To understand how certain domestic animal species may be infected with SARS-CoV-2, it is crucial to investigate the underlying reason for the ability of the virus to enter host cells and establish infection. Current knowledge of the SARS-CoV-2 pathogenesis indicates that such event is made possible by the interaction between SARS-CoV-2 and the host ACE-2 protein, which acts as a receptor for viral adherence and membrane fusion (1922). Supplementary Data and Table 1 show a multiple protein sequence alignment of ACE-2 of human, main domestic, and laboratory animal species and cross-species identity of the 22 amino acids of ACE-2 that physically interact with SARS-CoV-2 (22), respectively. Among putative pet animals, golden Syrian hamsters, cats, and rabbits diverge in only 3 of the 22 amino acids of ACE-2 responsible for the interaction with SARS-CoV-2, while dogs diverge in five amino acids (Supplementary Data and Table 1). However, the whole-protein sequence of ACE-2 of golden Syrian hamsters showed higher sequence similarity and phylogenetic relatedness to human ACE-2 than the rabbit and cat ACE-2 (Supplementary Figure 1). Whether at the whole-protein level or at the 22 interaction-defining amino acids, this sequence may be determinant of a successful infection, along with the expression of ACE-2 protein in different tissues and yet to be unraveled alternative receptors of SARS-CoV-2 in host cells. The link between structural properties of ACE-2 orthologs to SARS-CoV-2 spike protein has been already investigated (56). In this study, non-conservative mutations in several ACE-2 amino acid residues have been associated with interrupted key polar and charged viral spike protein contacts, which may decrease the susceptibility to SARS-CoV-2 infection across different animal species. In addition, structural analysis of amino acid residues has suggested that changes in amino acid positions 30 and 83 may affect structural interaction of ACE-2 and SARS-CoV-2 RBD, differentiating non-susceptible from susceptible species (57).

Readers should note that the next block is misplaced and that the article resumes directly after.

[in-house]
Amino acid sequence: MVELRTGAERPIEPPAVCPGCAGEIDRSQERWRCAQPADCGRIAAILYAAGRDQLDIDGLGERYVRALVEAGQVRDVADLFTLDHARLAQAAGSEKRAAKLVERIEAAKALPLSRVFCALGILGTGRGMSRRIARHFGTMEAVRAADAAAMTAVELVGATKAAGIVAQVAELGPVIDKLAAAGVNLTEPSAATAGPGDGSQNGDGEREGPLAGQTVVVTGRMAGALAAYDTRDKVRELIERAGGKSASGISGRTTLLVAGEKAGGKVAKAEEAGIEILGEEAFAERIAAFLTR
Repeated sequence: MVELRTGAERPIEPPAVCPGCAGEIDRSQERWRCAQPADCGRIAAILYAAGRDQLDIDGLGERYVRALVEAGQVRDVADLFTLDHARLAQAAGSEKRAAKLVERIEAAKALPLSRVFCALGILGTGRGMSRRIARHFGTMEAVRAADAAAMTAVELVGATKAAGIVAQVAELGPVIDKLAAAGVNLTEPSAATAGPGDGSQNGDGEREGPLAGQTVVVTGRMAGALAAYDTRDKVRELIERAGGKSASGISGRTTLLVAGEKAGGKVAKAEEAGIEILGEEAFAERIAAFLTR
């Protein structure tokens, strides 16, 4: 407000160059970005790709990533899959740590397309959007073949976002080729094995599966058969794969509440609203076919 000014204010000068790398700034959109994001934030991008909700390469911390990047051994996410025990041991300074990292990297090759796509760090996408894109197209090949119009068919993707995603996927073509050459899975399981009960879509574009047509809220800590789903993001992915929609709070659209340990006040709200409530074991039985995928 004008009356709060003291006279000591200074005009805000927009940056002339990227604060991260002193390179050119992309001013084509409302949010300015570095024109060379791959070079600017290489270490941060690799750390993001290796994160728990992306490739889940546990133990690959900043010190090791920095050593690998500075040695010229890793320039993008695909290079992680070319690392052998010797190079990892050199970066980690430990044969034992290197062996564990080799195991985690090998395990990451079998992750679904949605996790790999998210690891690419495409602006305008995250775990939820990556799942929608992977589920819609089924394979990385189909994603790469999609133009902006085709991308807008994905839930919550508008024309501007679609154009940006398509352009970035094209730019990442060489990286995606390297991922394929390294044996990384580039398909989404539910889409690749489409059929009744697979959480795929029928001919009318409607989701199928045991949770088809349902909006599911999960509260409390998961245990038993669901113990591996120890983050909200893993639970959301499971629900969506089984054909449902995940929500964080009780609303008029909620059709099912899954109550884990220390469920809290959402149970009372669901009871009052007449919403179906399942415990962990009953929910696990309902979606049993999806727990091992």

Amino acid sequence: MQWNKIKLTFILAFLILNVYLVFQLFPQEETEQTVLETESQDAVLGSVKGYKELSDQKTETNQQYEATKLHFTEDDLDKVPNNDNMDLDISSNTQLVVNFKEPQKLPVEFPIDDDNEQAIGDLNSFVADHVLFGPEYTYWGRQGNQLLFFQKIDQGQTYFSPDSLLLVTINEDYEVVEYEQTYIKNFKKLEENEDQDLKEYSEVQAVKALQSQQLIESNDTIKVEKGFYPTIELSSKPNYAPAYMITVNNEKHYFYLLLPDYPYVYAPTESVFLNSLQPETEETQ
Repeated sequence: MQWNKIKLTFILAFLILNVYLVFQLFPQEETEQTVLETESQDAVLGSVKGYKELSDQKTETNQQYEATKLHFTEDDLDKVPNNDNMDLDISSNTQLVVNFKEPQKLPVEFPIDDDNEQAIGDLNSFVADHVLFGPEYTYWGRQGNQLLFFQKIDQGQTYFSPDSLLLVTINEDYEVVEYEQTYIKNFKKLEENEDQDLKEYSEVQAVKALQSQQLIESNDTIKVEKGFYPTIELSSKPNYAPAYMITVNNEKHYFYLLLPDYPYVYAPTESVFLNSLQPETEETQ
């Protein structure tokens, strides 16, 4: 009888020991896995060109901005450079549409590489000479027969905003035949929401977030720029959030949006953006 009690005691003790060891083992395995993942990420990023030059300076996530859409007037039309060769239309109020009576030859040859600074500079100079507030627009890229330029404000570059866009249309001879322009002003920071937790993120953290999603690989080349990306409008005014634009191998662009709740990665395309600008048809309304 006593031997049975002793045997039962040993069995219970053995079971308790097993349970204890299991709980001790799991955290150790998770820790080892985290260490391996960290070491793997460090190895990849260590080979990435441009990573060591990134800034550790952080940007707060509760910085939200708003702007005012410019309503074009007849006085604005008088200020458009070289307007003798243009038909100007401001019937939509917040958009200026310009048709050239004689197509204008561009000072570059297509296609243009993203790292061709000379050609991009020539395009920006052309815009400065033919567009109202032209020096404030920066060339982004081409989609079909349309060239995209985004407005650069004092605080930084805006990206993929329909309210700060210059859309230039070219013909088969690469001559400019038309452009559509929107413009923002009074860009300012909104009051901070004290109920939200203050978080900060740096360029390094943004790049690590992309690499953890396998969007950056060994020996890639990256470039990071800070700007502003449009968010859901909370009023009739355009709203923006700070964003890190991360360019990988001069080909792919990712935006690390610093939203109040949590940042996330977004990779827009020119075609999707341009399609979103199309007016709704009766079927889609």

TABLE 1
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Table 1. Cross-species identity of the 22 amino acids of the angiotensin-converting enzyme-2 (ACE-2) identified as directly involved in the physical interaction of ACE-2 and severe acute respiratory syndrome coronavirus 2 (SARS-CoV-2), as defined by Shang et al. (22).